Judicial Council reverses lower court, rules against Beth Stroud

By Neill Caldwell

HOUSTON (UMNS) - The United Methodist Judicial Council has reversed an appeals court ruling in the case of a lesbian pastor, restoring the original trial court ruling and verdict that had resulted in the minister losing her clergy credentials.

The Rev. Irene Elizabeth "Beth" Stroud, an associate pastor at First United Methodist Church in Germantown, Pa., was convicted by a clergy trial court last December after stating that she was a practicing lesbian - a violation of church law, which forbids the ordination and appointment of "self-avowed practicing" homosexuals. The trial court revoked Stroud's credentials, but a jurisdictional court of appeals set aside that ruling in April. The Oct. 31 decision by the denomination's top court restores the original decision.

"The Northeast Jurisdiction Committee on Appeals erred in reversing and setting aside the verdict and penalty from Rev. Stroud's trial," the court said in its eight-page ruling.

"Stroud was accorded fair and due process rights enumerated in the (Book of) Discipline and Judicial Council decisions," the court said. "Regulation of the practice of homosexuality does not violate the 'status' provisions of the Constitution. The Northeast Jurisdiction Committee on Appeals was without jurisdiction to declare that Paragraph 304.3 established a new standard of doctrine contrary to our present existing and established standards."

The council also determined that the presiding officer of the original trial court "correctly stated the law of the church" in instructing the court regarding the penalty phase.

The Stroud case was one of several related to homosexuality heard by the Judicial Council at its regular fall session in Houston. Oral arguments in the case were heard Oct. 27, in a public session at First United Methodist Church of Houston's Westchase campus. Stroud attended the hearing, sitting in the front row with her partner, Chris Paige, but did not address the council.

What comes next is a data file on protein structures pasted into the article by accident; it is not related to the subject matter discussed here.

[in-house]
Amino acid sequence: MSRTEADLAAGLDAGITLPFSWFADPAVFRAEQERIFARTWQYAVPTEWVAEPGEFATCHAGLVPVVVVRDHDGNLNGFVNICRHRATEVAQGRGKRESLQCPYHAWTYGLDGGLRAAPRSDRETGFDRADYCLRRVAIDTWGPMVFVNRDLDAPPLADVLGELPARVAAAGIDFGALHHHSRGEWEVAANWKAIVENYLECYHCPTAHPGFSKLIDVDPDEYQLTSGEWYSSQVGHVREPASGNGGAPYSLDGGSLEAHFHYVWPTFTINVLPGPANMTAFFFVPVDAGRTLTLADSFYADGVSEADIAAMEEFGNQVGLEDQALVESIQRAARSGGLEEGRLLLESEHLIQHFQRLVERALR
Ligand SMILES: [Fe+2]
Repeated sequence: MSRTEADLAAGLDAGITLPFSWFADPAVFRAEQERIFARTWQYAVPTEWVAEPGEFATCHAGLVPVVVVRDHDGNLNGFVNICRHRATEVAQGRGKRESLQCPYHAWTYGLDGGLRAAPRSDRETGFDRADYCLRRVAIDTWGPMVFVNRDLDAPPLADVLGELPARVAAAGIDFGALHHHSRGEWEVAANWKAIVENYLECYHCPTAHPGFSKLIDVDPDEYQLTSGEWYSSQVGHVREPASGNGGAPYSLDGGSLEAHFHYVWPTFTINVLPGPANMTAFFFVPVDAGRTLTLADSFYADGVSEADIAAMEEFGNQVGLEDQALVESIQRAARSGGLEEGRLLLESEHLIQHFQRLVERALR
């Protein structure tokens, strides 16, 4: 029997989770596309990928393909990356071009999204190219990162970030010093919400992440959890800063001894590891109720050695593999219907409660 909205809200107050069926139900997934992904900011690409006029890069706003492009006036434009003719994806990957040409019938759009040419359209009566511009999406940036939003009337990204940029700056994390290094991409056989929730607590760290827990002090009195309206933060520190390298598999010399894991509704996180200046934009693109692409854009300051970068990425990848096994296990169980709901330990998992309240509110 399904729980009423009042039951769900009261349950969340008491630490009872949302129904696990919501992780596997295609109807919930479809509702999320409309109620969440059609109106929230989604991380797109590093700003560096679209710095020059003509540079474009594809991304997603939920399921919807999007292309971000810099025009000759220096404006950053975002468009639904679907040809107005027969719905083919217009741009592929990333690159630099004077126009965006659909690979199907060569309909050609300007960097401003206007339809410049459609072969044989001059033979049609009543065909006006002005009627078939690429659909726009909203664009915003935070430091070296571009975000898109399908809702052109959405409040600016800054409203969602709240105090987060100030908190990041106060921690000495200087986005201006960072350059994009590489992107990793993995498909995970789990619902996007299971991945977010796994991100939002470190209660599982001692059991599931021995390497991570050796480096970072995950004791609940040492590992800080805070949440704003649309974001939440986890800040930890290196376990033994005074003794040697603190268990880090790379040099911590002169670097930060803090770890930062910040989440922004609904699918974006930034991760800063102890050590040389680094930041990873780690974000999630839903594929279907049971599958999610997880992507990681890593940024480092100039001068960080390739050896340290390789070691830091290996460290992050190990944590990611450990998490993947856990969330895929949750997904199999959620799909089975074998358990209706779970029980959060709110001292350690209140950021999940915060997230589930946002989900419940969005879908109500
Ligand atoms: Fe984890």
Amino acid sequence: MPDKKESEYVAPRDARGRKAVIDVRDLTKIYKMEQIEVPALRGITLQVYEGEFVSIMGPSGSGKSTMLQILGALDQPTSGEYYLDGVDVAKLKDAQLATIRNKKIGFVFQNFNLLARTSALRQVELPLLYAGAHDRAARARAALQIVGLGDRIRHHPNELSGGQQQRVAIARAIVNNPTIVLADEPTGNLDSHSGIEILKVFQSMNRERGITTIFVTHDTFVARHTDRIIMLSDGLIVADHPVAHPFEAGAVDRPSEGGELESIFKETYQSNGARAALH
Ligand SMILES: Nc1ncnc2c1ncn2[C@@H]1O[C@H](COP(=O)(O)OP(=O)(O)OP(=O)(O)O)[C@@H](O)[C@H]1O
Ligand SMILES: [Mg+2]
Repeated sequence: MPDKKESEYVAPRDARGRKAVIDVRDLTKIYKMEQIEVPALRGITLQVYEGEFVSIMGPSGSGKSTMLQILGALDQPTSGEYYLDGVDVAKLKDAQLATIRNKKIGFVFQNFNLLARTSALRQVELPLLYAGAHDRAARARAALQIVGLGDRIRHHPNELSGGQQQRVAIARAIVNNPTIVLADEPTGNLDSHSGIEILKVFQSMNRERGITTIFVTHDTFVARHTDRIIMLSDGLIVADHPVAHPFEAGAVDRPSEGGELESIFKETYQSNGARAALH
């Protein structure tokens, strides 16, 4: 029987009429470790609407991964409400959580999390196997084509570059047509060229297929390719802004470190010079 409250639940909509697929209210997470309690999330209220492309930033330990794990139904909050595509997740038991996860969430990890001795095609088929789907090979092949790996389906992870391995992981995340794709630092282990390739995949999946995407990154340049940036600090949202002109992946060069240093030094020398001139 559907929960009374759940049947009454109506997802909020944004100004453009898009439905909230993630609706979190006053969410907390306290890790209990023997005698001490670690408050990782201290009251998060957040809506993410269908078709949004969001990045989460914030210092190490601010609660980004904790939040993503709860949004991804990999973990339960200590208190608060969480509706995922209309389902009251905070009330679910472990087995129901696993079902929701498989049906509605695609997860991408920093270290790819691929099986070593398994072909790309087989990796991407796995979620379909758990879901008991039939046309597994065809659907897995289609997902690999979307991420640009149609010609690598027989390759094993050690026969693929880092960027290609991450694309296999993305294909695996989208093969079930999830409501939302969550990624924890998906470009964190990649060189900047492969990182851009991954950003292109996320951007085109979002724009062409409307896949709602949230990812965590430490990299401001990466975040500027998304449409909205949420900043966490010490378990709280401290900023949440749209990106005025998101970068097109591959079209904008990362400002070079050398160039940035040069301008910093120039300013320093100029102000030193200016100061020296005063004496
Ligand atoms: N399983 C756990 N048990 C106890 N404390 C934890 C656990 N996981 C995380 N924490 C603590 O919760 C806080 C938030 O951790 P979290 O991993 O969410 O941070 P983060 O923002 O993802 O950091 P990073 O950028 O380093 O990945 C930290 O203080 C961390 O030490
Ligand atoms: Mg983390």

In an Oct. 31 telephone interview, Stroud said she "will continue to stay in the United Methodist Church and work for change. Today's decision shows that the existing discrimination in the United Methodist Church is clear. There's no room to be in denial about that. But if you stay in the relationship, there is opportunity for conversation. That's the beauty of our United Methodist Church. We're all in this together."

"It's been a sad morning for us here, very tearful and emotional," she added. "My partner and my family are here with me. We wish the outcome would have been different. We thought we had a strong case, and the appeals committee thought we had a strong case."

At the oral hearing, Alan Symonette, lay leader at Stroud's church, told the council that action against Stroud was discrimination based on her status as a homosexual person. "This has everything to do with status," he said. "The church is asking gay people who are called to ministry and want to practice ministry not to admit their homosexuality." The Rev. Thomas Hall, pastor of Crossroads United Methodist Church in Chester Springs, Pa., and counsel for the Eastern Pennsylvania Annual Conference, said the case was not about Stroud, who has "wonderful pastoral gifts," but about the "clear language" in the Book of Discipline.

"This is about the authority General Conference has to determine and enforce requirements for ordained ministry in the United Methodist Church," Hall told the court. "What is at stake is the very integrity of the Book of Discipline. If we lose, everyone loses."

The Book of Discipline states the United Methodist Church's belief that "all persons are individuals of sacred worth. The church is committed to be in ministry with all persons, and to support civil rights for all persons, regardless of sexual orientation." The book also states that "the practice of homosexuality is incompatible with Christian teaching," and that "self-avowed practicing homosexuals are not to be certified as candidates, ordained as ministers or appointed to serve in the United Methodist Church."